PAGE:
Posted on Saturday 2 May 2020
Consultant Dr Manu Shankar-Hari
Intensive care consultant Dr Manu Shankar-Hari
A blood plasma treatment for COVID-19 is to be tested at Guy’s and St Thomas’ as part of a landmark trial.
The treatment, known as ‘convalescent plasma’ is being tested as a treatment for patients who are severely ill with COVID-19 as part of the national priority trial REMAP-CAP. Supported by the NIHR, REMAP-CAP is an international trial testing different treatments for patients who are severely ill with COVID-19.
As one of the top trusts in England for research, Guy’s and St Thomas’ research is playing a key part in halting the current pandemic, by identifying and testing COVID-19 treatments and diagnostics.
The ‘convalescent plasma’ treatment involves blood plasma donations from patients who have recovered from COVID-19. This plasma is transfused into COVID-19 patients whose bodies are not producing enough of their own antibodies against the virus, in an attempt to support the patients fighting the disease.
The trial is co-led by Dr Manu Shankar-Hari, a consultant in intensive care medicine at Guy’s and St Thomas’, along with experts from NHS Blood and Transplant and the University of Cambridge.
The research lab run by Dr Shankar-Hari within the King’s College London School of Immunology and Microbial Sciences, is coordinating the underpinning science behind the convalescent plasma treatment.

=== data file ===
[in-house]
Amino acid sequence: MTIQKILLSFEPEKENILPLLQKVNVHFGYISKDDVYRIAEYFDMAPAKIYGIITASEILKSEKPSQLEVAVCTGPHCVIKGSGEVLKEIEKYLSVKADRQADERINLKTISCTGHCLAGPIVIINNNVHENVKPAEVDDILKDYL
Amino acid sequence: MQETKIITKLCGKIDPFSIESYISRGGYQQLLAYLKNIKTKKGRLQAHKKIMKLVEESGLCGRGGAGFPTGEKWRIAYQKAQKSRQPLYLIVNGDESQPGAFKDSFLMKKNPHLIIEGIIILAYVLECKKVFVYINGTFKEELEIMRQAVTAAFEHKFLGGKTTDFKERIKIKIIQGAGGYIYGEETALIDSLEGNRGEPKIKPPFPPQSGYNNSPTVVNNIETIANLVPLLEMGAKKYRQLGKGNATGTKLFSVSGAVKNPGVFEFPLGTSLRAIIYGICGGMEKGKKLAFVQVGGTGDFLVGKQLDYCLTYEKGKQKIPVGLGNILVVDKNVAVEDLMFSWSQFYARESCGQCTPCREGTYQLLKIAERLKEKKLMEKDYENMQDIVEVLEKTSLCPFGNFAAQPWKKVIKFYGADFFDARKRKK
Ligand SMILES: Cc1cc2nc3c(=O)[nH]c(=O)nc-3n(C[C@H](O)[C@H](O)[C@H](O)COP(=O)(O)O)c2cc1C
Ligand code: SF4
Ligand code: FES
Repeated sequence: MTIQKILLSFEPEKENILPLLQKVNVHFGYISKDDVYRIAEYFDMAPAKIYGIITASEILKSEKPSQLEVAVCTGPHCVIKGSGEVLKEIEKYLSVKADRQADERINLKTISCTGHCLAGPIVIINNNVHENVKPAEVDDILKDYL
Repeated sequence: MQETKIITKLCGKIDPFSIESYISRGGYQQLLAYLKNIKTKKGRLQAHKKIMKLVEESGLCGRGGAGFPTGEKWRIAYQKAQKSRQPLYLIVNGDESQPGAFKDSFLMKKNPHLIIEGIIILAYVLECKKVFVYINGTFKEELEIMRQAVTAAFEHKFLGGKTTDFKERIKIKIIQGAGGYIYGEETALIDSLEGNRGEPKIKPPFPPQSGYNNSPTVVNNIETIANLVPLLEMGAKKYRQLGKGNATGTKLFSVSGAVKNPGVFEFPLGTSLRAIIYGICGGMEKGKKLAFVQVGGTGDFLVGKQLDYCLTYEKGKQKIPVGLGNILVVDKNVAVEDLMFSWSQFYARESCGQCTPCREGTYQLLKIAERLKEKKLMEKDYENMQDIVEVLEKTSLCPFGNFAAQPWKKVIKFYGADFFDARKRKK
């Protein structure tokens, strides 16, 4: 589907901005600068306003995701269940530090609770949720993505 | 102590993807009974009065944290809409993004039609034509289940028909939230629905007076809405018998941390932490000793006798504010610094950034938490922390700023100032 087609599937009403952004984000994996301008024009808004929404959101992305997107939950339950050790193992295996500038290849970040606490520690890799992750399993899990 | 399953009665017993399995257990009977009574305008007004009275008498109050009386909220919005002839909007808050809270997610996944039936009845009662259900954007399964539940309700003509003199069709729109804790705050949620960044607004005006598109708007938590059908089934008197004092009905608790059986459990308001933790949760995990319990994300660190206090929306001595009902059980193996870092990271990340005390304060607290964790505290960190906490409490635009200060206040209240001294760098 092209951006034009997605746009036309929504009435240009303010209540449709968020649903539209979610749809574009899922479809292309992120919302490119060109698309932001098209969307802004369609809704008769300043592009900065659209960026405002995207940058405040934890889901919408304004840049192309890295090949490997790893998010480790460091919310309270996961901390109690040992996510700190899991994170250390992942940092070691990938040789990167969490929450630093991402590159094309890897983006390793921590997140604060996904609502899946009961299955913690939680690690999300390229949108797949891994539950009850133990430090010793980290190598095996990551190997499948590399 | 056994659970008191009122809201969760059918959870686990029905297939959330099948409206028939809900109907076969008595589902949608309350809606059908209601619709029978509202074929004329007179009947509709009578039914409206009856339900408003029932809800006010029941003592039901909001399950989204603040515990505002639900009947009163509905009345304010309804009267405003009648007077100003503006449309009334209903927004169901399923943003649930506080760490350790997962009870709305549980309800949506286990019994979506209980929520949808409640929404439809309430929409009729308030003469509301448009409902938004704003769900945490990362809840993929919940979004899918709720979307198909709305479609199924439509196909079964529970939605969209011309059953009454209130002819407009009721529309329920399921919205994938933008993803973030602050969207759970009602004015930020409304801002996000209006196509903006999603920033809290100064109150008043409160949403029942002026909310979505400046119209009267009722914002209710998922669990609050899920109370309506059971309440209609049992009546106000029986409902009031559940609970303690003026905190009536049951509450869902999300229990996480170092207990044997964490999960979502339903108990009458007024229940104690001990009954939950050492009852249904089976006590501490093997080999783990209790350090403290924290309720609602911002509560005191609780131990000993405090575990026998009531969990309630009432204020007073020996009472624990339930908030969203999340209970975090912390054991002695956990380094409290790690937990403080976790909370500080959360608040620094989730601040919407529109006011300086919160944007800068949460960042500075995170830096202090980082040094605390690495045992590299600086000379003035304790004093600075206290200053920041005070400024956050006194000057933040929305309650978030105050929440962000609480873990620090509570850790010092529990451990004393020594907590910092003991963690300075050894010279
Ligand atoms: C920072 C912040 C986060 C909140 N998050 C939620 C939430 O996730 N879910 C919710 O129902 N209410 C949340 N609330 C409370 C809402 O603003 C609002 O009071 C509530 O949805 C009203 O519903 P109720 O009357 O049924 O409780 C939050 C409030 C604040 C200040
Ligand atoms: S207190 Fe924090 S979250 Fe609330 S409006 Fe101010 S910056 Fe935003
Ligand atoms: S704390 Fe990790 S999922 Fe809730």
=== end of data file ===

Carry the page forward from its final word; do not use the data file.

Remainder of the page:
Dr Shankar-Hari, who is also an NIHR Clinician Scientist and Reader and Consultant in Intensive Care Medicine at King’s College London, said: “At the moment, there is no proven treatment for COVID-19. Convalescent plasma is a promising treatment that could help patients whose bodies aren’t producing enough antibodies to curb the disease. This trial will help us understand whether the treatment should be used more widely to treat COVID-19.
“We are incredibly grateful to all the patients who are taking part in our COVID-19 trials and their families. At a difficult time for them, our patients are taking part in studies that will help us to understand more about how to treat the condition.”
To find out more about our research, including our work on COVID-19, please see our Research pages.
Frequently asked questions
Taking part in the trial as a patient: can I / my relative / partner / friend have this trial treatment?
Recruitment to our COVID-19 studies takes place on our COVID wards and within our ICU. Patients are only involved in clinical trials if they have certain characteristics. These are known as trial eligibility criteria. Patients in our care meeting these criteria, or their families, will be approached by our clinical teams about being involved in trials as part of their care.
Clinical referrals: I am treating a patient who may be suitable for inclusion in the convalescent plasma trial. Who should I contact?
Please contact email@example.com. Please do not provide identifiable patient data. Your email will be passed onto the REMAP-CAP convalescent plasma research team. You can also contact the REMAP-CAP team directly at firstname.lastname@example.org.
Contributing to the trial through plasma donation: how can I donate my plasma?
If you’re interested in donating your own plasma to be used as part of the trial, you can find out how you can help on the @NHSBT website at https://www.nhsbt.nhs.uk/how-you-can-help/convalescent-plasma-clinical-trial/.